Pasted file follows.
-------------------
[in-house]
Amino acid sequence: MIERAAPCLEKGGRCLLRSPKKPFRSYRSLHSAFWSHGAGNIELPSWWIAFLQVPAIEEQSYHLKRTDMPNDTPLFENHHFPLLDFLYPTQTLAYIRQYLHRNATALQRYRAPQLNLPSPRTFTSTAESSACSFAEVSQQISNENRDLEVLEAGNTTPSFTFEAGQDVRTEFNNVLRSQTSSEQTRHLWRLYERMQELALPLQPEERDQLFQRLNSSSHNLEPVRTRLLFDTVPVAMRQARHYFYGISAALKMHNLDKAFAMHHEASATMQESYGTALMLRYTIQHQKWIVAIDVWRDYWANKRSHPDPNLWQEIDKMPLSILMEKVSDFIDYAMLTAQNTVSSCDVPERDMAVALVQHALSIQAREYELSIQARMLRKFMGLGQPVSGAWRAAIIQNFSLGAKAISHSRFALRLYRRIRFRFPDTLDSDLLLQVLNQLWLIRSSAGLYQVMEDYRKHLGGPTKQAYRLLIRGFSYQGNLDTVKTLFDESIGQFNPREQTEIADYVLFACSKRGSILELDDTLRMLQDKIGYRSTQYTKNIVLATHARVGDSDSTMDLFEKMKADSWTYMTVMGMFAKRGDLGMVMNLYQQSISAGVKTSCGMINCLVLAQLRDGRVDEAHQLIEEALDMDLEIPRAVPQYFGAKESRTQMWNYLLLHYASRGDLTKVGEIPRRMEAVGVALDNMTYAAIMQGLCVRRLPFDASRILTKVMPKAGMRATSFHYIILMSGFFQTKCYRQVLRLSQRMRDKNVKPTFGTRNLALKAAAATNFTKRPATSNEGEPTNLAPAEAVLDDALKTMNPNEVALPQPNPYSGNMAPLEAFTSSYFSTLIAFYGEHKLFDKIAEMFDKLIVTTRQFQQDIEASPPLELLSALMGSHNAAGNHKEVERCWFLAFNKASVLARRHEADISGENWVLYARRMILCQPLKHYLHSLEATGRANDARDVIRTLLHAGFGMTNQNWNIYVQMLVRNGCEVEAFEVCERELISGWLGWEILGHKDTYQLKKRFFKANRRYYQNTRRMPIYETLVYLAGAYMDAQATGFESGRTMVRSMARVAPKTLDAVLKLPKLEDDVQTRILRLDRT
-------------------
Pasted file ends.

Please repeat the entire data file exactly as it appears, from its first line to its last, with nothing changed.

[in-house]
Amino acid sequence: MIERAAPCLEKGGRCLLRSPKKPFRSYRSLHSAFWSHGAGNIELPSWWIAFLQVPAIEEQSYHLKRTDMPNDTPLFENHHFPLLDFLYPTQTLAYIRQYLHRNATALQRYRAPQLNLPSPRTFTSTAESSACSFAEVSQQISNENRDLEVLEAGNTTPSFTFEAGQDVRTEFNNVLRSQTSSEQTRHLWRLYERMQELALPLQPEERDQLFQRLNSSSHNLEPVRTRLLFDTVPVAMRQARHYFYGISAALKMHNLDKAFAMHHEASATMQESYGTALMLRYTIQHQKWIVAIDVWRDYWANKRSHPDPNLWQEIDKMPLSILMEKVSDFIDYAMLTAQNTVSSCDVPERDMAVALVQHALSIQAREYELSIQARMLRKFMGLGQPVSGAWRAAIIQNFSLGAKAISHSRFALRLYRRIRFRFPDTLDSDLLLQVLNQLWLIRSSAGLYQVMEDYRKHLGGPTKQAYRLLIRGFSYQGNLDTVKTLFDESIGQFNPREQTEIADYVLFACSKRGSILELDDTLRMLQDKIGYRSTQYTKNIVLATHARVGDSDSTMDLFEKMKADSWTYMTVMGMFAKRGDLGMVMNLYQQSISAGVKTSCGMINCLVLAQLRDGRVDEAHQLIEEALDMDLEIPRAVPQYFGAKESRTQMWNYLLLHYASRGDLTKVGEIPRRMEAVGVALDNMTYAAIMQGLCVRRLPFDASRILTKVMPKAGMRATSFHYIILMSGFFQTKCYRQVLRLSQRMRDKNVKPTFGTRNLALKAAAATNFTKRPATSNEGEPTNLAPAEAVLDDALKTMNPNEVALPQPNPYSGNMAPLEAFTSSYFSTLIAFYGEHKLFDKIAEMFDKLIVTTRQFQQDIEASPPLELLSALMGSHNAAGNHKEVERCWFLAFNKASVLARRHEADISGENWVLYARRMILCQPLKHYLHSLEATGRANDARDVIRTLLHAGFGMTNQNWNIYVQMLVRNGCEVEAFEVCERELISGWLGWEILGHKDTYQLKKRFFKANRRYYQNTRRMPIYETLVYLAGAYMDAQATGFESGRTMVRSMARVAPKTLDAVLKLPKLEDDVQTRILRLDRT